Fortunately Masicorp stepped in after being impressed by both her perseverance in the face of adversity and impressive results at high school and in the first year of university. With the stability of the Masicorp bursary and associated mentoring support she was able to return to full time study. Her results improved straight away, and she both recovered her past failures and completed the course on time. We were delighted when she graduated in 2012.

Ziyanda grad picture

We met up with Ziyanda again this week to see how the degree has changed her life. Although she still lives in Masiphumelele, Ziyanda is working as a research assistant at the UWC School of Public Health (SoPH) at their campus in Cape Town. Ziyanda developed an interest in facilitating the Google groups for the Masters courses offered at SoPH. She is developing e-content for the courses and assisting the students in using google groups and software such as dropbox to store and present their work.

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SoPH is well-known for its flexible, modular courses and Ziyanda’s work helps students from rural areas to access the learning material remotely. Many of the students are based overseas, in other African countries. Such is the quality of Ziyanda’s work, she will be representing the university at an international conference to be held in India later this year. Later this year she also intends to return to study by enrolling on a postgraduate course in E-Learning at UWC.

Ziyanda has come a long way since first getting involved with Masicorp. We are delighted with her success and would also like to thank her for giving back to the programme by offering to give guidance and tutoring to our current biotechnology students. It remains a popular degree option, and Ziyanda is a perfect role model for the students from Masiphumelele.

An End-of-Year Event for our Bursary Students

The end of the academic year has come around again and to celebrate Masicorp recently took our bursary students out for lunch at The Fisherman’s Pub & Grill in Kommetjie.

students   oranges me-simThanks to programme manager Susan de Vaux for providing a small gift to each student.

more penspenpensSadly not everyone could join us. At this time of year many students travel back to the Eastern Cape to visit their families. First year law student Siviwe Makelebi had already left, but we were delighted to receive this lovely message from him before he departed:

Good day

I am writing this letter to show my appreciation to the Masicorp bursary program. You might have already been told about the goodness and effectiveness of the work that you do, but I think it is of utmost importance that you are constantly reminded that your work is, indeed, touching lives.The existence of this bursary program has had a significant and a profound impact on the life of Masiphumelele community as a whole.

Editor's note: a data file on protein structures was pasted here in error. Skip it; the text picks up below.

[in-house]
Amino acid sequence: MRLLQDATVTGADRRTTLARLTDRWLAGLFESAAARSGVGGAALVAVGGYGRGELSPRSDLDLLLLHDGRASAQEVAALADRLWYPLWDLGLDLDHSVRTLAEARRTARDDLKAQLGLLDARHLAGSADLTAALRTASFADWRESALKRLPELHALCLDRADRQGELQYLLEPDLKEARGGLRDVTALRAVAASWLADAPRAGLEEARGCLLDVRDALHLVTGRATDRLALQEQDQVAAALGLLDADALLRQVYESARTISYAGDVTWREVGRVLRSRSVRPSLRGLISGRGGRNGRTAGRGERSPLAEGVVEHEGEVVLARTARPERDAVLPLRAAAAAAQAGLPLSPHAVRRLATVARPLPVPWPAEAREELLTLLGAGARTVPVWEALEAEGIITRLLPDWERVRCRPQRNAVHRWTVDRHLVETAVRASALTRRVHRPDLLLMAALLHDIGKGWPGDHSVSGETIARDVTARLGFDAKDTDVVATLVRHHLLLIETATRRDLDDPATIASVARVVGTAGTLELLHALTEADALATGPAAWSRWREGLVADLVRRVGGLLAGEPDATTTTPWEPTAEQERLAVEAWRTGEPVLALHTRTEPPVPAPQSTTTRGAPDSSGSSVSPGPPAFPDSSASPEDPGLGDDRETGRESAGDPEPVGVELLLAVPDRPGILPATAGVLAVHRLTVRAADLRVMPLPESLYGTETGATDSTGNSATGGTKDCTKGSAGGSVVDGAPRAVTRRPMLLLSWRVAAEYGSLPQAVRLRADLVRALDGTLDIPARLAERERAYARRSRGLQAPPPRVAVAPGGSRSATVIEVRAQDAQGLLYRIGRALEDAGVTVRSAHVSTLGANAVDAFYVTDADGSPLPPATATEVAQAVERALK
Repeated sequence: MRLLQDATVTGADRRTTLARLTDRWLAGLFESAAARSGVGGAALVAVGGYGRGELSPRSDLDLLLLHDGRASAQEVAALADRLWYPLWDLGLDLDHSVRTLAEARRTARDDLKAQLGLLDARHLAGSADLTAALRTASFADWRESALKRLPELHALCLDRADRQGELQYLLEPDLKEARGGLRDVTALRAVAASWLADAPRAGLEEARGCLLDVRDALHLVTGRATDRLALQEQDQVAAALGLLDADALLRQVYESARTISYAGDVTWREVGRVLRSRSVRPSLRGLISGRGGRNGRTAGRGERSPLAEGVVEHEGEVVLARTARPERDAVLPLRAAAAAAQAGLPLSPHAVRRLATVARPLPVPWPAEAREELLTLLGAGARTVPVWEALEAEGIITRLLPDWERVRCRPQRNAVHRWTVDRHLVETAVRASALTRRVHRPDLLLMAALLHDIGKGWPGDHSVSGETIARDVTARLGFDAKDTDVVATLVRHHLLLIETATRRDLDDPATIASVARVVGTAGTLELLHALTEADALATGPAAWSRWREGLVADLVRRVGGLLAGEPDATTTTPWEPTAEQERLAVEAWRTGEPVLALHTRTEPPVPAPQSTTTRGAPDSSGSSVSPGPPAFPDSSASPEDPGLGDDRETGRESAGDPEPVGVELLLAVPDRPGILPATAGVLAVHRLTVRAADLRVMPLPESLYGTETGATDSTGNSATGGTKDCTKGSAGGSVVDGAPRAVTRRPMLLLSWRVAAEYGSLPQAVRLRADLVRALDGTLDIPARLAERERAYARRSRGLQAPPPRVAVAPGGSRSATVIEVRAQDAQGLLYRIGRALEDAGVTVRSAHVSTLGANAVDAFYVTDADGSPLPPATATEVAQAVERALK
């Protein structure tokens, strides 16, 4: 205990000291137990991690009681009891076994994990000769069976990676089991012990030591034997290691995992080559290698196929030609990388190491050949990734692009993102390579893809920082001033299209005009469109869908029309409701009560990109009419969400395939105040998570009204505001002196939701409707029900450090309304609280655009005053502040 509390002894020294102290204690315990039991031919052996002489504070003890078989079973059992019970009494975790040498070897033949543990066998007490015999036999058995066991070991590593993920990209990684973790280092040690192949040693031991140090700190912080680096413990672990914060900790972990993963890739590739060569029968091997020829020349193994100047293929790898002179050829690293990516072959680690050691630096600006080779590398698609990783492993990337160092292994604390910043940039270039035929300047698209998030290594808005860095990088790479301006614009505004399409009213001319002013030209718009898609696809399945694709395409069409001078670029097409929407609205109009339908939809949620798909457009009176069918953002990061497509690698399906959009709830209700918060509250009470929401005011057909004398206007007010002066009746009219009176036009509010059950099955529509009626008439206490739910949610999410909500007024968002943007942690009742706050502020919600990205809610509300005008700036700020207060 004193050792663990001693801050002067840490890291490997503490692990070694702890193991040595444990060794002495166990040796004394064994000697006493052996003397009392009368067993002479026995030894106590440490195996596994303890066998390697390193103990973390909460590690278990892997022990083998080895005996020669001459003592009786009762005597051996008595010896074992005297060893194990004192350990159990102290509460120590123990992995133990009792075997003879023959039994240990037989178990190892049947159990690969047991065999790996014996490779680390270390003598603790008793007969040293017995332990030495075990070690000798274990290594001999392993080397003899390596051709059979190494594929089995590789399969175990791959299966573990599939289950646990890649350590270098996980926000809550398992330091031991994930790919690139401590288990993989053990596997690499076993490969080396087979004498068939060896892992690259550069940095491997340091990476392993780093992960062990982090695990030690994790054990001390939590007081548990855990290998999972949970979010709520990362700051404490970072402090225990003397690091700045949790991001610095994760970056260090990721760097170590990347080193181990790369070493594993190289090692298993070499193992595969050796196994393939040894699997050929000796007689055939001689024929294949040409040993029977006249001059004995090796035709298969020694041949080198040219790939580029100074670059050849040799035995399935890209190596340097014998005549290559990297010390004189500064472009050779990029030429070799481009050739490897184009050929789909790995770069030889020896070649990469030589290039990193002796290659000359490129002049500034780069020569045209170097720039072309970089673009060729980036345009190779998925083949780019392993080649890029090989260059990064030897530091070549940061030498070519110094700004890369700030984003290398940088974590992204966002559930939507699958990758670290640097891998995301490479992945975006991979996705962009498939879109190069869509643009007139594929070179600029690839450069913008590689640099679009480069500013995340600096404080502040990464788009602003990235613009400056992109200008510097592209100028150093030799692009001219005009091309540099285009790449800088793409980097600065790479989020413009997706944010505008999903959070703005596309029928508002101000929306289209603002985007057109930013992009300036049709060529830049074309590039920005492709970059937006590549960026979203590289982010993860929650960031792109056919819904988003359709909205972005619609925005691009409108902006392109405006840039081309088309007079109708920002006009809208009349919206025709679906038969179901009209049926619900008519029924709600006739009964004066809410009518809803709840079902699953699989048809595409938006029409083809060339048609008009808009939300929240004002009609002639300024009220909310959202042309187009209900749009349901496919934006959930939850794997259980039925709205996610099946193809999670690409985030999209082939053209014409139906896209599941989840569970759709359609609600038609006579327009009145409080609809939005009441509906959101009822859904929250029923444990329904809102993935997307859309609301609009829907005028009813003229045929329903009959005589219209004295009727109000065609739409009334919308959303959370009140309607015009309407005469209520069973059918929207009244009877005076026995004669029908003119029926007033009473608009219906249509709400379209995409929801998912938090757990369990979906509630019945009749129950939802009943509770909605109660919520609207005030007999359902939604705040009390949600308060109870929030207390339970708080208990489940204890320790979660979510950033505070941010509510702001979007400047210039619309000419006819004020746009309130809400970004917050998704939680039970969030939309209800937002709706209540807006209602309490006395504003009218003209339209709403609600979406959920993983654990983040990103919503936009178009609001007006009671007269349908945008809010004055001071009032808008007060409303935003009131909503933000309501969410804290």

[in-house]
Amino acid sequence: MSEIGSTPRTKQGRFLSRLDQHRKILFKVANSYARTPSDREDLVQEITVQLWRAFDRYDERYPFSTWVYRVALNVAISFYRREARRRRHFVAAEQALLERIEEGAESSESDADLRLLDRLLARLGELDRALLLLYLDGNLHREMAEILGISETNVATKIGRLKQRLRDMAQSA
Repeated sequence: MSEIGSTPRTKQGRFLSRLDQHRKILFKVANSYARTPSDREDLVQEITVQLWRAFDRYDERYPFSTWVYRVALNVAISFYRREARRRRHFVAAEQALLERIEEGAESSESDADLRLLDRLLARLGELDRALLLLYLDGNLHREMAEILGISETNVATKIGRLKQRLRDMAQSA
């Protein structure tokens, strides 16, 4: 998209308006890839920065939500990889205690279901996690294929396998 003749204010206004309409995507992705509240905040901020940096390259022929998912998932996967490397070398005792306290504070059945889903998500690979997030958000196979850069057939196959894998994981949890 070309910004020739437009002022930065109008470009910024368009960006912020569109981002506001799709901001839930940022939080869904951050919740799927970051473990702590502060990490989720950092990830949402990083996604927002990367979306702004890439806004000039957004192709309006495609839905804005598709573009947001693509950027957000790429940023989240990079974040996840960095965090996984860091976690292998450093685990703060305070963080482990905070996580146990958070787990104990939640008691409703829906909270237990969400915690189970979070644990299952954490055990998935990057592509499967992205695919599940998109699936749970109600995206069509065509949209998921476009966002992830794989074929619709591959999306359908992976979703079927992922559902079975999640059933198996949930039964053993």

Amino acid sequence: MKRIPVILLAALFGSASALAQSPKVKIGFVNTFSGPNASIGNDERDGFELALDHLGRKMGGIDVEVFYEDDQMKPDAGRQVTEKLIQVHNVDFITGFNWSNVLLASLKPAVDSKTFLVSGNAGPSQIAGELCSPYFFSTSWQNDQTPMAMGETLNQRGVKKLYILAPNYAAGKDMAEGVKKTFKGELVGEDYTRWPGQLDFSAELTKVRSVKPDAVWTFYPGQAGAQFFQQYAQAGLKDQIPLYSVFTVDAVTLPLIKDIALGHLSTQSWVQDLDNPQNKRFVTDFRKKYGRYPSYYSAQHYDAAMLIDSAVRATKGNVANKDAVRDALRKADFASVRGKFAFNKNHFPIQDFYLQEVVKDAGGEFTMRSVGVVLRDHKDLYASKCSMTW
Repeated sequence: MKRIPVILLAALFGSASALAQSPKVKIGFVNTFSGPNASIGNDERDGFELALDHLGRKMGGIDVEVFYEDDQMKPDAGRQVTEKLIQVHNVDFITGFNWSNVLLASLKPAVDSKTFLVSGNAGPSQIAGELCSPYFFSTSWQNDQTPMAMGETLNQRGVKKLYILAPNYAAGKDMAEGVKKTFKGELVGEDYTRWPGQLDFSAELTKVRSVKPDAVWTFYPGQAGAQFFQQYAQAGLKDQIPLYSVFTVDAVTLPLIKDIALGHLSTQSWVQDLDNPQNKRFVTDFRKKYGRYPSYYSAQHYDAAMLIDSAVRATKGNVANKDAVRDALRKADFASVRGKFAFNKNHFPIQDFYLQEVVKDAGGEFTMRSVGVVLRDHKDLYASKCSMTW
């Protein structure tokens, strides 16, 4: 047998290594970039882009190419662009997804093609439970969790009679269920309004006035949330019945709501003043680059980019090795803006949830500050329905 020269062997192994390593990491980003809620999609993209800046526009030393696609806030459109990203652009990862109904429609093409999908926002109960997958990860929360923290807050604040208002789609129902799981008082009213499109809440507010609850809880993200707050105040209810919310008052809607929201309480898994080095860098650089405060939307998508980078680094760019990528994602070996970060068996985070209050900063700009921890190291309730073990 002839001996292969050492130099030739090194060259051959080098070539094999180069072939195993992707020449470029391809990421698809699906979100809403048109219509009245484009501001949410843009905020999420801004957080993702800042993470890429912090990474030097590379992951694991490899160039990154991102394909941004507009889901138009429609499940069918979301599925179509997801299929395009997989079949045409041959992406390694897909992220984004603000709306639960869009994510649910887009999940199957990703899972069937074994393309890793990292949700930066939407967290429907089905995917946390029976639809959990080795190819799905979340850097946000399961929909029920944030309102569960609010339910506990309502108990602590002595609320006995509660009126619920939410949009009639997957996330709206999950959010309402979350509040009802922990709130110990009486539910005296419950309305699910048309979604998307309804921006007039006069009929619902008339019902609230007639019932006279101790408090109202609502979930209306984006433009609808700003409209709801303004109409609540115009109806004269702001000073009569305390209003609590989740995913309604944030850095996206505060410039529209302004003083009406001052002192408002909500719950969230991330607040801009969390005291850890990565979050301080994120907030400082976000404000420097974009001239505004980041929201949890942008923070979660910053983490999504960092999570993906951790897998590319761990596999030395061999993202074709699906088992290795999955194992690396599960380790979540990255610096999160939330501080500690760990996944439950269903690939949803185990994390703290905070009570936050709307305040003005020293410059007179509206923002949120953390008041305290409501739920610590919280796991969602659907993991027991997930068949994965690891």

If it was not for the selflessness that the members and volunteers of Masicorp had shown, I would not have made it this far in life.

Believe me, your work in the community is, for all intents and purposes, changing lives. Your work deserve recognition. Unlike most bursary programs, you show concern about the well being of the students. I believe that you are the catalyst of change in that community.

I say all this from the bottom of my heart, Thank you Masicorp.

Regards

Siviwe Makeleni

Well done to all of our bursary students that have completed another year of higher education – and we look forward to another successful year in 2015.

Graduate Employment and the Masicorp Bursary Scheme

Thanks to our financial and personal support, the dropout rate for university students in the Masicorp Bursary Scheme is exceptionally low, as we recently reported. We also recently profiled two of our successful university graduates, Lungelwa Mkokeli and Olwethu Mlaza.

Further to this, our bursary team reviewed the progress of all of the university level bursary students we have supported and we are pleased to report very high employment figures for all these graduates. We wanted to compare this to national data for South Africa.

Fourteen (14) of our students have graduated and received a bachelor’s or higher degree. Of these 11 are employed, two (2) have gone on for further studies, and only one (1), a recent graduate, is unemployed. Wonderful results.

grad

Nationally in South Africa the unemployment rate for graduates of this level is reported to be about 5%, so our students are in line with the country as a whole. This contrasts sharply with the 70% unemployment rate in the under 35 age group for South Africa that is widely reported.

We do not have comparative national data for students who do not complete university programmes or complete certificate or diploma programs. Among our students in this category, however, we are happy to see that the majority are well employed.

These data highlight how education is the route out of poverty for the children of Masiphumelele. The job opportunities for our students once they graduate from university are excellent. South Africa, while filled with myriad economic problems, has a strong market for university graduates. Much better than in certain European countries and only slightly higher than the U.S. rates which are around 3%

The Bursary Scheme is critical for our university students. It not only helps them finance their education but the support provided is key to their successful graduation rates. And Masicorp supports many other educational programs in Masiphumelele that give children in Masi a much improved chance of getting to university. Seedlings focuses on Early Childhood Development and the English, Science and new Maths Labs at the Ukhanyo Primary School support teachers and students there. There are literacy and homework programs at the library and tutoring for high school students. All are geared to enhancing future opportunities for the children of Masiphumelele.